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Variola virus causes smallpox, the disease which is now extinct.
The incubation period varied from 10 to 14 days. The prodro-mal phase, which correlated with the phase of viremia, was the first to appear. Onset of disease was sudden. The condition manifested as sudden onset of fever, severe headache, nausea, pharyngitis, body malaise, and backache. An exanthematous rash would appear on the palate, tongue, and pharynx during the later part of the prodromal stage.
The smallpox rash was characterized by skin lesions that are in the same stage of evolution, unlike those lesions seen in chickenpox. The lesions in chickenpox appear in successive waves and in various stages, such as vesicles, pustules, and scabs.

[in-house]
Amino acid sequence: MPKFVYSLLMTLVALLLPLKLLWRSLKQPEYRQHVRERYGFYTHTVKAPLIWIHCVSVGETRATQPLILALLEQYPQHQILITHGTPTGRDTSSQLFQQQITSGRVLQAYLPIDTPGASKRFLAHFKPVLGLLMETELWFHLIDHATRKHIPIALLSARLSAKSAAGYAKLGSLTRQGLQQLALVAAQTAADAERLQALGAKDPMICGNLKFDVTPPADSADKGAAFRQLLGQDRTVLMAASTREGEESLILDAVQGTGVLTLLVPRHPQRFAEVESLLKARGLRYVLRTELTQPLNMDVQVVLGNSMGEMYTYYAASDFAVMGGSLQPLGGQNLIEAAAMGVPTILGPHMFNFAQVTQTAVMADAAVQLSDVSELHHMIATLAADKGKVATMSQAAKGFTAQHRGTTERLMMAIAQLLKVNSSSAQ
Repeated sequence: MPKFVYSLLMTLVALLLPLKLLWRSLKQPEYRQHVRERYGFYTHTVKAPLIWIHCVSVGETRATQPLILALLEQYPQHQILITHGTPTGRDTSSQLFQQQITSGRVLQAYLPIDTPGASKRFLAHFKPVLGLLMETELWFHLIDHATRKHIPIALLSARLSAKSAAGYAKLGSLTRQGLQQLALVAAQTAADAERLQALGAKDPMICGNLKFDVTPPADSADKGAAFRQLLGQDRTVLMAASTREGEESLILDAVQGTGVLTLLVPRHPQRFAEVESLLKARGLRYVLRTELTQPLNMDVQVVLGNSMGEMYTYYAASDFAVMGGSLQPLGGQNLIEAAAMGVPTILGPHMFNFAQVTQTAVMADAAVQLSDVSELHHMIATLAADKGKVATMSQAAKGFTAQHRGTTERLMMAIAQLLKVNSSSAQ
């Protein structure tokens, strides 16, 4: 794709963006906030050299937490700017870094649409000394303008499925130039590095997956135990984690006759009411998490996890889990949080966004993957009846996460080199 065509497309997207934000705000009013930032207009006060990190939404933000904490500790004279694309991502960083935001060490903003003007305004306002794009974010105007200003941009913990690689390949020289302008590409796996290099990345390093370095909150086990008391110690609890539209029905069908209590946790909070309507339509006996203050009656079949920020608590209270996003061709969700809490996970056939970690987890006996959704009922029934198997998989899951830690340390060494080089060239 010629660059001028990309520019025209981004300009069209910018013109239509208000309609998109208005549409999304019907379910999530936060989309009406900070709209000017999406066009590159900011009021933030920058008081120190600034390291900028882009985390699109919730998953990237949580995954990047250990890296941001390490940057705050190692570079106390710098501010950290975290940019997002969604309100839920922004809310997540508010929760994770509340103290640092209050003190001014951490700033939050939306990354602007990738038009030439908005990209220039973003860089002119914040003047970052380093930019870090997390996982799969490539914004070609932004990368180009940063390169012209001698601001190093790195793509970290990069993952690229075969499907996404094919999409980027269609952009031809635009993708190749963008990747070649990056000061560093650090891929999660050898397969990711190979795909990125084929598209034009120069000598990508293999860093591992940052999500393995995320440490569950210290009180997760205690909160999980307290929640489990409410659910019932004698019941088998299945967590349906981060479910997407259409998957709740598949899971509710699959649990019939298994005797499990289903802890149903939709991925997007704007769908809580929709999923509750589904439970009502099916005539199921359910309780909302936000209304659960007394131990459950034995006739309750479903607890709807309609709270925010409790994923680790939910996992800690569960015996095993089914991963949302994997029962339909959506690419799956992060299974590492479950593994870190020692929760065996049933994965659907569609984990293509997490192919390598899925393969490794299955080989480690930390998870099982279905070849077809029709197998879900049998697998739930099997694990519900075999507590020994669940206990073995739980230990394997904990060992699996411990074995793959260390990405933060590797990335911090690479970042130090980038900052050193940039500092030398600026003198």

The skin lesions first appear on the face and extremities and then spread centrifugally to the trunk. These lesions begin as macules and then develop into papules, vesicles, pustules, and finally crusts during a period of approximately 17 days. The lesions heal with formation of characteristic scarring.
Overwhelming toxemia was the usual cause of death in patients with smallpox. There were two variants of small-pox: variola major and variola minor. The variola major was associated with a fatality rate of 25–30%, while variola minor was associated with a low fatality rate of less than 1%. In addition, flat smallpox and hemorrhagic variola were the unusual mani-festations of smallpox in some patients, and were usually fatal.
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